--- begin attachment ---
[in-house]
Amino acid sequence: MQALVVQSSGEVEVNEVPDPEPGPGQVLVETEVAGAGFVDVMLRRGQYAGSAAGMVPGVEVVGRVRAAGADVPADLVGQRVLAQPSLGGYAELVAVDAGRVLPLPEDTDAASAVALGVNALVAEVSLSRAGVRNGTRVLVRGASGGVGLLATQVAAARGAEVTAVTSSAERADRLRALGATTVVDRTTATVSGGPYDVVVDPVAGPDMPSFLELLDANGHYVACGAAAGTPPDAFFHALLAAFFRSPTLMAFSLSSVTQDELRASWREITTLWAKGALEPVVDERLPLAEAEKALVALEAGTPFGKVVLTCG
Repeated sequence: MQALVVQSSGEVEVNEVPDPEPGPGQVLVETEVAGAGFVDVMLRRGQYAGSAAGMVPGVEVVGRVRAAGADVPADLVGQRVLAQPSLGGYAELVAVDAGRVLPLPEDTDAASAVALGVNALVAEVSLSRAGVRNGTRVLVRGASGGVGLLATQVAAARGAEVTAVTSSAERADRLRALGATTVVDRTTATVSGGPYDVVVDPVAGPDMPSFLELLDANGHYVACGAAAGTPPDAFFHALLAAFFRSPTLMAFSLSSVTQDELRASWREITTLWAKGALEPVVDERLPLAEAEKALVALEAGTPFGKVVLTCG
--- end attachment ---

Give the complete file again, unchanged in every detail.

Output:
[in-house]
Amino acid sequence: MQALVVQSSGEVEVNEVPDPEPGPGQVLVETEVAGAGFVDVMLRRGQYAGSAAGMVPGVEVVGRVRAAGADVPADLVGQRVLAQPSLGGYAELVAVDAGRVLPLPEDTDAASAVALGVNALVAEVSLSRAGVRNGTRVLVRGASGGVGLLATQVAAARGAEVTAVTSSAERADRLRALGATTVVDRTTATVSGGPYDVVVDPVAGPDMPSFLELLDANGHYVACGAAAGTPPDAFFHALLAAFFRSPTLMAFSLSSVTQDELRASWREITTLWAKGALEPVVDERLPLAEAEKALVALEAGTPFGKVVLTCG
Repeated sequence: MQALVVQSSGEVEVNEVPDPEPGPGQVLVETEVAGAGFVDVMLRRGQYAGSAAGMVPGVEVVGRVRAAGADVPADLVGQRVLAQPSLGGYAELVAVDAGRVLPLPEDTDAASAVALGVNALVAEVSLSRAGVRNGTRVLVRGASGGVGLLATQVAAARGAEVTAVTSSAERADRLRALGATTVVDRTTATVSGGPYDVVVDPVAGPDMPSFLELLDANGHYVACGAAAGTPPDAFFHALLAAFFRSPTLMAFSLSSVTQDELRASWREITTLWAKGALEPVVDERLPLAEAEKALVALEAGTPFGKVVLTCG